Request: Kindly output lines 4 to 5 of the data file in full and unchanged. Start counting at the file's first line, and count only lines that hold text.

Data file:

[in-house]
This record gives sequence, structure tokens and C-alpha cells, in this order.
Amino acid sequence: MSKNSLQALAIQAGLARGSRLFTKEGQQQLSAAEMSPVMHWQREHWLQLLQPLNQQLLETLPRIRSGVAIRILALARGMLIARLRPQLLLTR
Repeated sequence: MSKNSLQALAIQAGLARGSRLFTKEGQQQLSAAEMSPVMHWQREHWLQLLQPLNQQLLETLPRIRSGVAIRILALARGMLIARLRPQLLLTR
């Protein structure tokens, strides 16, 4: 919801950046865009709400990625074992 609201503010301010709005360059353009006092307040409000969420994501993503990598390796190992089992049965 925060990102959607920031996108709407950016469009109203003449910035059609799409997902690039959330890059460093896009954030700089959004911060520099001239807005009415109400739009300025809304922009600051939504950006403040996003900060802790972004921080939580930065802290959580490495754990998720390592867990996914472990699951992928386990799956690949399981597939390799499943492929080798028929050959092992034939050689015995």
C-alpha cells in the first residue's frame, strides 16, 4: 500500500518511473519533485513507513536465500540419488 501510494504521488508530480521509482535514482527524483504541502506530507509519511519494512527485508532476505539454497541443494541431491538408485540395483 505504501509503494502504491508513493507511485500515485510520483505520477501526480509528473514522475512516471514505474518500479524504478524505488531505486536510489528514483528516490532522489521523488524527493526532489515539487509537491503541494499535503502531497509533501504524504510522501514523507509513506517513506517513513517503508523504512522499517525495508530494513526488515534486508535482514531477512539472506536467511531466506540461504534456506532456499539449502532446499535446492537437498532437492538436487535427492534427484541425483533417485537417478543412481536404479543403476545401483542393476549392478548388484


Repeated sequence: MSKNSLQALAIQAGLARGSRLFTKEGQQQLSAAEMSPVMHWQREHWLQLLQPLNQQLLETLPRIRSGVAIRILALARGMLIARLRPQLLLTR
């Protein structure tokens, strides 16, 4: 919801950046865009709400990625074992 609201503010301010709005360059353009006092307040409000969420994501993503990598390796190992089992049965 925060990102959607920031996108709407950016469009109203003449910035059609799409997902690039959330890059460093896009954030700089959004911060520099001239807005009415109400739009300025809304922009600051939504950006403040996003900060802790972004921080939580930065802290959580490495754990998720390592867990996914472990699951992928386990799956690949399981597939390799499943492929080798028929050959092992034939050689015995």